Neil Rackers: A Look At The New Guy

The Texans' second foray into unrestricted free agency saw them addressing a spot that bled wins for them last year: place kicker.  Kris Brown's tendency to spray footballs outside of his intended target area last year has the lone remaining original Texan on the brink of replacement.  Still, the team has promised an open battle to give the embattled kicker one last chance at redemption.

I would caution people who just look at last year's field goal percentages, read "Rackers 90%", "Brown 65%", and circle in Rackers as the winner of the competition that there is more to it than that.  For one thing, field goal percentages are notoriously random from one year to the next.  Rackers is only a few seasons removed from putting up a 70% line of his own, actually.  Secondly, Rackers' season line of 90% is a little artificially inflated due to his two missed games and zero attempts beyond fifty yards.  Behind the jump, I'll try to keep this to under 1,000 words knowing full well that I'm already working on shaky ground by actually writing about kickers.  

Neil Rackers, in the stat dork NFL circle, is well-known for having one of the biggest legs of any kicker in the game.  You may remember him from such articles as "The Best Defensive Player in the NFL is...Neil Rackers?", as he continuously piled up touchbacks for his kickoff units.  Last year, 21.5% of his kickoffs went for touchbacks, and in 5 of his last 6 seasons, he's topped 20%, even if he has been off his career peak in 2004 and 2005 when he was at the otherworldy rates of 32.9% and 36.1%, respectively.   

Over the past two seasons, Rackers' numbers have started to get downright pedestrian.  21.5% may seem high, but it's actually only good for 11th (among kickers with 30+ kicks) in the NFL last season.  Brown was within hailing distance at 15th.  Some of those spots are taken up by the growing number of touchback specialists, and if you take out punters and those guys, they end up at 6th and 10th.  In 2008, Rackers' 16.7% was only 12th.  You have to go back to 2007, where he's 5th, to find him near the top of the league.  Rackers did have a groin injury last year, but the fact that he was equally unimpressive in 2008 leads me to believe that this wasn't much of a factor in the decline.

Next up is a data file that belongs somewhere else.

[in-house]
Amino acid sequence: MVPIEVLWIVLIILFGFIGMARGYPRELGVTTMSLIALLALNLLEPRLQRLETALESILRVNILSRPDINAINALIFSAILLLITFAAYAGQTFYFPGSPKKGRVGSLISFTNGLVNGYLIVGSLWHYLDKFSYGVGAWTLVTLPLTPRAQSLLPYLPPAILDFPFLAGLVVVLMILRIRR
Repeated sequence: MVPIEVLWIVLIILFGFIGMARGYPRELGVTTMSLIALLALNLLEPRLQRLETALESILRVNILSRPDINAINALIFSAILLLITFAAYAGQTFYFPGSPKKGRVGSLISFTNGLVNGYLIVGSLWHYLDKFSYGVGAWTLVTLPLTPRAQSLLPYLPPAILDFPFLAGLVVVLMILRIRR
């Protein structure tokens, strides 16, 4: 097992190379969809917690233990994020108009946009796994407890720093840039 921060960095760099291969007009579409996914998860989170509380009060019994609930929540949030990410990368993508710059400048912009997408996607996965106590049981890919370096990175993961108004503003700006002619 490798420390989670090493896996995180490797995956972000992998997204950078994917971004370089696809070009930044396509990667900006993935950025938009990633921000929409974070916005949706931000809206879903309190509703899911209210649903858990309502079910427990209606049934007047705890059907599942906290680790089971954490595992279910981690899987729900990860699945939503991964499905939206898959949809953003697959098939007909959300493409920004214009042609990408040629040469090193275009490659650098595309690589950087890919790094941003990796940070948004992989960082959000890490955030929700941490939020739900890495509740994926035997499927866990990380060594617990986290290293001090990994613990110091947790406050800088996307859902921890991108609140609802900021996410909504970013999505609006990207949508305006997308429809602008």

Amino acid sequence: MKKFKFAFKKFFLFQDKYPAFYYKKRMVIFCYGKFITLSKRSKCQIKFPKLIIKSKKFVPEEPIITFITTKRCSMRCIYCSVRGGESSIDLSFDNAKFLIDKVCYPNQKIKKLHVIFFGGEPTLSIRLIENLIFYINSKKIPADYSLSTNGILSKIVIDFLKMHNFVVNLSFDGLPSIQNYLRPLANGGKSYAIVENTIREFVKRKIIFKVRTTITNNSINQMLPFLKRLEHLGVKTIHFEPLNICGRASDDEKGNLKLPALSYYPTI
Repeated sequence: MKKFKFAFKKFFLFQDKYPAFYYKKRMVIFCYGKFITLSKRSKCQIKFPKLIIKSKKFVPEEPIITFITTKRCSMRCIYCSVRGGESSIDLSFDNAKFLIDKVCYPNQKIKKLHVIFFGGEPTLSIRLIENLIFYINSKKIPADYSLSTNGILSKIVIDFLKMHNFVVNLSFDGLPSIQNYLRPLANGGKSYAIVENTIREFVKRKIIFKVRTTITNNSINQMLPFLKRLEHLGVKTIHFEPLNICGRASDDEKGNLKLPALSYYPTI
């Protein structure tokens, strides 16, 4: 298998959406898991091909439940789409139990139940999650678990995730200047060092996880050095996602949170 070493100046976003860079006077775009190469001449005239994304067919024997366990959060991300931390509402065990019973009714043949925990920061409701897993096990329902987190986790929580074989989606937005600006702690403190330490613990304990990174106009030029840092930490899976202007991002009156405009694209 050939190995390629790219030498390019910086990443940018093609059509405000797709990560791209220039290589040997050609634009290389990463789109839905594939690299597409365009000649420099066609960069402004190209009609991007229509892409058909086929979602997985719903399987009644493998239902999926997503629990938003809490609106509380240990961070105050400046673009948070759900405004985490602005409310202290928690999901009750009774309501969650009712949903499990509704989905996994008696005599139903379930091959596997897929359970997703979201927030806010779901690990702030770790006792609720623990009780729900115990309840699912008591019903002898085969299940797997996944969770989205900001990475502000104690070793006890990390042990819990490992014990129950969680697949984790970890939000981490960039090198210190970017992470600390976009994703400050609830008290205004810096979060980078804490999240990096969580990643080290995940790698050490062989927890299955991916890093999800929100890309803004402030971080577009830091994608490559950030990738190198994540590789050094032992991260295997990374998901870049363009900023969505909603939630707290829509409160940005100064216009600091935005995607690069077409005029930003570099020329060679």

I have a not-so-hidden hypothesis in that paragraph: I don't think Rackers has premium leg strength anymore.  The Cardinals didn't seem terribly bothered that he wasn't accepting their initial offer and they moved right on to Jay Feely.  In 2004 and 2005, Rackers built a reputation as one of the best distance kickers in football.  In fact, prior to 2005, Rackers was 70% for his career on kicks longer than 50 yards.  In 2006 and 2007, Rackers went just 4-16 from beyond 50 yards, and it only took Ken Whisenhunt one season of that to figure out "hey, lets not go overboard with this guy's leg strength."  Over the last two years, Rackers has attempted just two 50+ yard field goals, both of them coming in end of half situations.  Hell, if you want to get technical, he attempted just two 45+ yard field goals last year.  

Now why is that important?  Well, it's a lot easier to hit 94% and 89% of your field goals when you take out the hardest set of field goals from your data set.  Brown went 4 of 7 on 50+ yard field goals the last two years, and if you include 2007, he's 9 of 12 for his last 3, versus Rackers' 4 of 11.  

Which isn't to say that Rackers will be a worse kicker than Brown, or that this was a bad signing.  No, this was a great signing because it showed the same message that the Dunta Robinson non-signing and the DeMeco Ryans signing showed: We reward performance.  If you don't perform, don't expect to keep your job.  

But, Rackers is no sure thing to unseat Brown.  If you ask Rackers to take the kicks that Brown has taken over the past two years, I think his accuracy takes a hit.  If you buy that field goal percentage is random from year-to-year, Brown has a 77.3% career rate to Rackers' 78%.  Rackers' touchbacks have dipped to the point that while he has an advantage over Brown, he's not a huge upgrade there either.  

I like Rackers to win the competition, as he's just a little better at everything, but I think the odds are a little closer than you might think on first glance.  Either way, the important part of this signing is less about the players and more about the message: we won't settle for last year again.  

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